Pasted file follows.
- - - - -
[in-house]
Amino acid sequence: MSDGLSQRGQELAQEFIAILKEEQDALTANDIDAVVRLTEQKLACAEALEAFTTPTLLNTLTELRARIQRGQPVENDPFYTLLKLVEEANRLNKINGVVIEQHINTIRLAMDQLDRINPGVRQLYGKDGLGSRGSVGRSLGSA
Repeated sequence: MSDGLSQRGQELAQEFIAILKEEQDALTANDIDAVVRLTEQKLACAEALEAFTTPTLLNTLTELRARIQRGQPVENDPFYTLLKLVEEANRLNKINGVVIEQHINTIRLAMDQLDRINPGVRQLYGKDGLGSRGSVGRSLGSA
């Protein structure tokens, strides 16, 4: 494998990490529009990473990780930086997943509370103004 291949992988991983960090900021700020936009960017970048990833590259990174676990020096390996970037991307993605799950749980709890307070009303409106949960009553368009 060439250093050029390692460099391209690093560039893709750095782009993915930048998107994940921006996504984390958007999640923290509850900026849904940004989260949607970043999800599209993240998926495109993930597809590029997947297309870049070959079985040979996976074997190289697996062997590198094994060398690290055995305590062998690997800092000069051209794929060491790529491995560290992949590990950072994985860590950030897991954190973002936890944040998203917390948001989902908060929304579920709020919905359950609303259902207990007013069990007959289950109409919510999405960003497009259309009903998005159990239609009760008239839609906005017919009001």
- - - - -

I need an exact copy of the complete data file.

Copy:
[in-house]
Amino acid sequence: MSDGLSQRGQELAQEFIAILKEEQDALTANDIDAVVRLTEQKLACAEALEAFTTPTLLNTLTELRARIQRGQPVENDPFYTLLKLVEEANRLNKINGVVIEQHINTIRLAMDQLDRINPGVRQLYGKDGLGSRGSVGRSLGSA
Repeated sequence: MSDGLSQRGQELAQEFIAILKEEQDALTANDIDAVVRLTEQKLACAEALEAFTTPTLLNTLTELRARIQRGQPVENDPFYTLLKLVEEANRLNKINGVVIEQHINTIRLAMDQLDRINPGVRQLYGKDGLGSRGSVGRSLGSA
């Protein structure tokens, strides 16, 4: 494998990490529009990473990780930086997943509370103004 291949992988991983960090900021700020936009960017970048990833590259990174676990020096390996970037991307993605799950749980709890307070009303409106949960009553368009 060439250093050029390692460099391209690093560039893709750095782009993915930048998107994940921006996504984390958007999640923290509850900026849904940004989260949607970043999800599209993240998926495109993930597809590029997947297309870049070959079985040979996976074997190289697996062997590198094994060398690290055995305590062998690997800092000069051209794929060491790529491995560290992949590990950072994985860590950030897991954190973002936890944040998203917390948001989902908060929304579920709020919905359950609303259902207990007013069990007959289950109409919510999405960003497009259309009903998005159990239609009760008239839609906005017919009001």